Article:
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Mormon Apostle Withdraws Embellished Story

Intellectual Reserve, Inc.
Elder Jeffrey R. Holland speaks during an event at the Salt Lake Tabernacle.

Mormon Apostle Jeffrey R. Holland released a statement Monday withdrawing a story he shared at a recent training event for newly called church leaders.

Elder Holland serves in the Quorum of the Twelve Apostles, a top governing body for the LDS church, and he is known for his storytelling. When speaking at the church’s bi-annual General Conference he typically opens his remarks with an anecdote, often something shared with him second hand.


When speaking to newly called mission presidents back in June, Holland shared another inspiring story. It involved a young man from Idaho serving a proselyting mission in California.


While going door to door the young missionary happened upon a relative of his, an estranged older brother who had cut himself off from his family and the Mormon church. With time his faith is rekindled and he reconnects with his parents and siblings.


In a statement released Monday, Holland says he told the story as he heard it from the friend of the family. But, the family of the two brothers soon contacted him to say it wasn’t completely true.


Although the estranged brother had returned to his faith and family he did so in Idaho and not by a chance encounter with a missionary sibling. The story, published in Deseret News, was promptly removed and Holland requested it no longer be shared.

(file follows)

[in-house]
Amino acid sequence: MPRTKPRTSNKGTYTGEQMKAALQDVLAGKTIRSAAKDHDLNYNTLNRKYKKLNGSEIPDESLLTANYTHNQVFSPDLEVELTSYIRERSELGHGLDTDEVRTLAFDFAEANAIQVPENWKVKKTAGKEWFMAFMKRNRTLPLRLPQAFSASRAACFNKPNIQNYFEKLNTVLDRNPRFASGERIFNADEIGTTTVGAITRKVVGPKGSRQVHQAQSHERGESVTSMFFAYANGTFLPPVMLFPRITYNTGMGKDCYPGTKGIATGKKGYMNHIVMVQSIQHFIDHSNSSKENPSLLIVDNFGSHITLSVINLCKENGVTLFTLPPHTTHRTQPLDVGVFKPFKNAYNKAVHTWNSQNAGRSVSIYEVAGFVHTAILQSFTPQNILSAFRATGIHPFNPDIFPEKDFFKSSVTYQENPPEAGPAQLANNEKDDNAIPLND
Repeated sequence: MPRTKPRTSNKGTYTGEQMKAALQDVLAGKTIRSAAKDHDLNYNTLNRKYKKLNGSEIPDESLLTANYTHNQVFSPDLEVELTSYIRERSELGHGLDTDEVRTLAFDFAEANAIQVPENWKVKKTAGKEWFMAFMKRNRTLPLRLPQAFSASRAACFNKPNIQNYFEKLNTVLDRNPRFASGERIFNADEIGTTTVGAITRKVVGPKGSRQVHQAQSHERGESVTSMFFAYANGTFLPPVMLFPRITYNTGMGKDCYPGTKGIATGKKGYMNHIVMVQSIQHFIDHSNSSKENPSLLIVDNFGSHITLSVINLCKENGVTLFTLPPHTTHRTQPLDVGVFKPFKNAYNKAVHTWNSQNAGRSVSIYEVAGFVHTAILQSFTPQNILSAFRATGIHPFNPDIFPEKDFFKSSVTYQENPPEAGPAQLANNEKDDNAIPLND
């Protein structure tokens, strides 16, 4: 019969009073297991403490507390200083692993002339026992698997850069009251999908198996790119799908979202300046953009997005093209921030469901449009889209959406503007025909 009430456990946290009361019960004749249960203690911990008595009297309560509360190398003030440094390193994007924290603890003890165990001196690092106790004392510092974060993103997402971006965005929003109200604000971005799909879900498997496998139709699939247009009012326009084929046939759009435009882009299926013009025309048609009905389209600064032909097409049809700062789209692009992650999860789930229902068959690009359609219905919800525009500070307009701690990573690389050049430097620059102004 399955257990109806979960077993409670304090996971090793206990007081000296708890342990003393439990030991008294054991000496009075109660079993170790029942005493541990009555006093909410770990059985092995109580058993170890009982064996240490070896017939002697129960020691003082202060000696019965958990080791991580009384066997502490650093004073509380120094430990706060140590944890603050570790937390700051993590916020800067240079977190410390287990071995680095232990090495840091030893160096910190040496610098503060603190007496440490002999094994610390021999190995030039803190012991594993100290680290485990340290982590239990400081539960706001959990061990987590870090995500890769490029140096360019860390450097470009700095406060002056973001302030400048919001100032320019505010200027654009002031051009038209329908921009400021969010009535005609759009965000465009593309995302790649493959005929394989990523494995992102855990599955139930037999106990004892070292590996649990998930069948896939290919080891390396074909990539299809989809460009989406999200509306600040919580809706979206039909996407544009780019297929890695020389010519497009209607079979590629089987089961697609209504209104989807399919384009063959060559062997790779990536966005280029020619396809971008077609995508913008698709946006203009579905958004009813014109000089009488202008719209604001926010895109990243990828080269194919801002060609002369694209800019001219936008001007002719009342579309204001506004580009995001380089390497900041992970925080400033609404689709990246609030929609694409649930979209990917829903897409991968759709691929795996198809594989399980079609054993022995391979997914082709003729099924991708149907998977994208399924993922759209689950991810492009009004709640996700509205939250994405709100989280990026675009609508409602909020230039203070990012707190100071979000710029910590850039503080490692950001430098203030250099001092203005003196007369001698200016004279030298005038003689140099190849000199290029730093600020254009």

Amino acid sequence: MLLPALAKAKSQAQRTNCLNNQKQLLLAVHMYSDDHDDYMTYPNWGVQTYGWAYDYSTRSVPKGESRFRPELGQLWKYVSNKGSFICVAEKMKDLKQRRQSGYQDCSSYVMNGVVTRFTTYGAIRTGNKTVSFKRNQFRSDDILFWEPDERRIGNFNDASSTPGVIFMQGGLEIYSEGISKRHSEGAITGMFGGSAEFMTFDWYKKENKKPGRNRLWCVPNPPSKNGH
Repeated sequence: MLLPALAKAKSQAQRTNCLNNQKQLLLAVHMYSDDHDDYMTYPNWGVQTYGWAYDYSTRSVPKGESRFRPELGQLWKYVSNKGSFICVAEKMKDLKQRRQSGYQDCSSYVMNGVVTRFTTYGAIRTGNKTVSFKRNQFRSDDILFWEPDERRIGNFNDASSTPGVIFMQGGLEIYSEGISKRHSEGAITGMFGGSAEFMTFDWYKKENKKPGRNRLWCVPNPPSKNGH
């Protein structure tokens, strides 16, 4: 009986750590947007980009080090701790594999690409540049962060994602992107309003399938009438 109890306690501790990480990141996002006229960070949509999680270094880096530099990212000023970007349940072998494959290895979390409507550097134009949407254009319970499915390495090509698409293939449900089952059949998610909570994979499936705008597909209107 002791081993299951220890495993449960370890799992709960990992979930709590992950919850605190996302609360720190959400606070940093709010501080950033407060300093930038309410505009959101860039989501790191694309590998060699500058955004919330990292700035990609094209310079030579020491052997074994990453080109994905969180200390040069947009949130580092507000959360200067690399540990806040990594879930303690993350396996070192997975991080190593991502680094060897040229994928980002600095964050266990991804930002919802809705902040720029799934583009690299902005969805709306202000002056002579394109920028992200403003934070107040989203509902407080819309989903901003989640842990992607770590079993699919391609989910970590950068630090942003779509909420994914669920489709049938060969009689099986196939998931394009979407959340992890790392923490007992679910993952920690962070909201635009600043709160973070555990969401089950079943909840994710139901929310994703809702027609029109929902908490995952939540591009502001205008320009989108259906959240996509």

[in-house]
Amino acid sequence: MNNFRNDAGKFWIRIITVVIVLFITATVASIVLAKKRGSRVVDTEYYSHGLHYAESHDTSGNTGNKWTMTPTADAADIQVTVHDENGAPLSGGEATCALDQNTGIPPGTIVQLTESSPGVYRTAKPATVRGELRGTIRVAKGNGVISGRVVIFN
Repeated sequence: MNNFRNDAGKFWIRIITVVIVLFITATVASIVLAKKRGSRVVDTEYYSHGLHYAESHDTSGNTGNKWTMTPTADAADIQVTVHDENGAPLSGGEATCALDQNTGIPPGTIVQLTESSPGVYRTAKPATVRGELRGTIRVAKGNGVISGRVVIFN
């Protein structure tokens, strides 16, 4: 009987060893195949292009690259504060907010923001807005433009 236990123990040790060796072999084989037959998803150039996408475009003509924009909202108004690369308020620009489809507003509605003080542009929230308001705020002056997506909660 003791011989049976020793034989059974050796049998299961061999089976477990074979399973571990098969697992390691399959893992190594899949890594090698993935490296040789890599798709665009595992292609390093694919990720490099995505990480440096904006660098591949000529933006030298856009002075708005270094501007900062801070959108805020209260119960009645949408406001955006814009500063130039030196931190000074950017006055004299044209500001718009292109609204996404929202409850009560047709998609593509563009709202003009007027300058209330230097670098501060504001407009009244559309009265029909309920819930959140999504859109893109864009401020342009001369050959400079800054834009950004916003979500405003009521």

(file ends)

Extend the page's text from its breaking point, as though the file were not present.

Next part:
"I think there is a tendency in everyone to embellish stories," says Mormon writer Fiona Givens. "Particularly if they are very good stories, and this story was beautiful."


Givens says that while this isn’t strictly a Mormon issue, there is a tendency in church culture to gravitate toward difficult to believe, sensational stories. And there is a risk when those stories come from church leaders, especially someone as well-trusted as Elder Holland.


“Which is why it was so necessary for Elder Holland to say, 'I have received more detail about the story from his immediate family and this is not the case,'” says Givens.


Givens says she was impressed to see Holland own the mistake as he did and hopes to see many more examples of this in the future. Because this is surely not the last time a story too good to be true ends up being exactly that.


Clarification: Fiona Givens believes Elder Holland shared the story just as it was told to him and applauds his willingness to withdraw it once further information became available. 

Lee Hale began listening to KUER while he was teaching English at a Middle School in West Jordan (his one hour commute made for plenty of listening time). Inspired by what he heard he applied for the Kroc Fellowship at NPR headquarters in DC and to his surprise, he got it. Since then he has reported on topics ranging from TSA PreCheck to micro apartments in overcrowded cities to the various ways zoo animals stay cool in the summer heat. But, his primary focus has always been education and he returns to Utah to cover the same schools he was teaching in not long ago. Lee is a graduate of Brigham Young University and is also fascinated with the way religion intersects with the culture and communities of the Beehive State. He hopes to tell stories that accurately reflect the beliefs that Utahns hold dear.
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